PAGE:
sympathetic to the plight of unem-
ployed auto workers. A Reagain ad-
ministration would make things dif-
ferent ' they would "give the auto in-
dustry a chance to be profitable."
"As an old union man," the former
member of the Screen Actors Guild ex-
plained, "unless there are profits,
labor doesn't have much to bargain
Reagan said he considers the coun-
try's current economic crisis a
depression. Carter was "hiding behind
a dictionary" when he referred to the
situation as a recession, he said.
"Recession is when your neighbor
loses his job. Depression is when you do
and recovery is when Jimmy Carter
loses his," Reagan stated.
"The money supply is not wealth; but
goods and services for the

people-that's the wealth of our
nation," Reagan said. He explained
that we need aggressive progress for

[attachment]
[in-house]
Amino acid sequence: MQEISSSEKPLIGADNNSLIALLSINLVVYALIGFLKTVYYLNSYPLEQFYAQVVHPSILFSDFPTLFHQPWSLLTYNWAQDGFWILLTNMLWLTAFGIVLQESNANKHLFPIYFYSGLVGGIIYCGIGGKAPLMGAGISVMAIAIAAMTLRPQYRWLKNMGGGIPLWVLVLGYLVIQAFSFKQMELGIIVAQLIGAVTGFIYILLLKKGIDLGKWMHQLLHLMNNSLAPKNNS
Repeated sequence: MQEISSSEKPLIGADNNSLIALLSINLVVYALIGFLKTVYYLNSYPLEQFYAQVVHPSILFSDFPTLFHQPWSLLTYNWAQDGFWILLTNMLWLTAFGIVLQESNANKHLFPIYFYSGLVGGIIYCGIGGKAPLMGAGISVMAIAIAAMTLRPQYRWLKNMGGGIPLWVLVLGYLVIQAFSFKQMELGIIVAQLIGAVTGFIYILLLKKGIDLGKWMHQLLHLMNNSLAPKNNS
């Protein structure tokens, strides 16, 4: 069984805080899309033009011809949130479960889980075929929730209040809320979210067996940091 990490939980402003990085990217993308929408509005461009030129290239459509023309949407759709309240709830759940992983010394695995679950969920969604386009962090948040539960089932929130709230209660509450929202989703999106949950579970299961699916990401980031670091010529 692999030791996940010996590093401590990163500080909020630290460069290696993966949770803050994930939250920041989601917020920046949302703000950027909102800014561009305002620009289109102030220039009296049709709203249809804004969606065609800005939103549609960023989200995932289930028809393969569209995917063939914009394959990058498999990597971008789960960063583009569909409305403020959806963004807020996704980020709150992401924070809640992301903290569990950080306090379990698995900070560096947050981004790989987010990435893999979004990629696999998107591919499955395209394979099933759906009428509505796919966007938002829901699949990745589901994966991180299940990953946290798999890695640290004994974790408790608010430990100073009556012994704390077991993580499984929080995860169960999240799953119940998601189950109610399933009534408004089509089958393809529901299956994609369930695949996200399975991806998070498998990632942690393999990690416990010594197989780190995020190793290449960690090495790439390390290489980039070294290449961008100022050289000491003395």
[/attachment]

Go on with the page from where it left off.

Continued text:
exporting American cars and trucks.
"American cars and trucks can com-
pete with any other world market,"
Reagan emphasized amidst thunderous
cheers and applause.
Martin Dennis, an unemployed
Teamster at the rally, said he didn't
know who he was going to vote for yet.
"Carter's not going to do anything. He
wants to subsidize GM."
Dennis said he was upset because the
Teamsters weren't getting any money
from the Trade Readjustment
Allowance. "General Motors'got the tax
payers money," he complained. "It's
hard to live on the $100 a week I get
from unemployment."
Reagan will be appearing at noon
today with vice presidential candidate
George Bush, former President Gerald
Ford, and Gov. William Milliken at a
rally in Shain Park in Birmingham.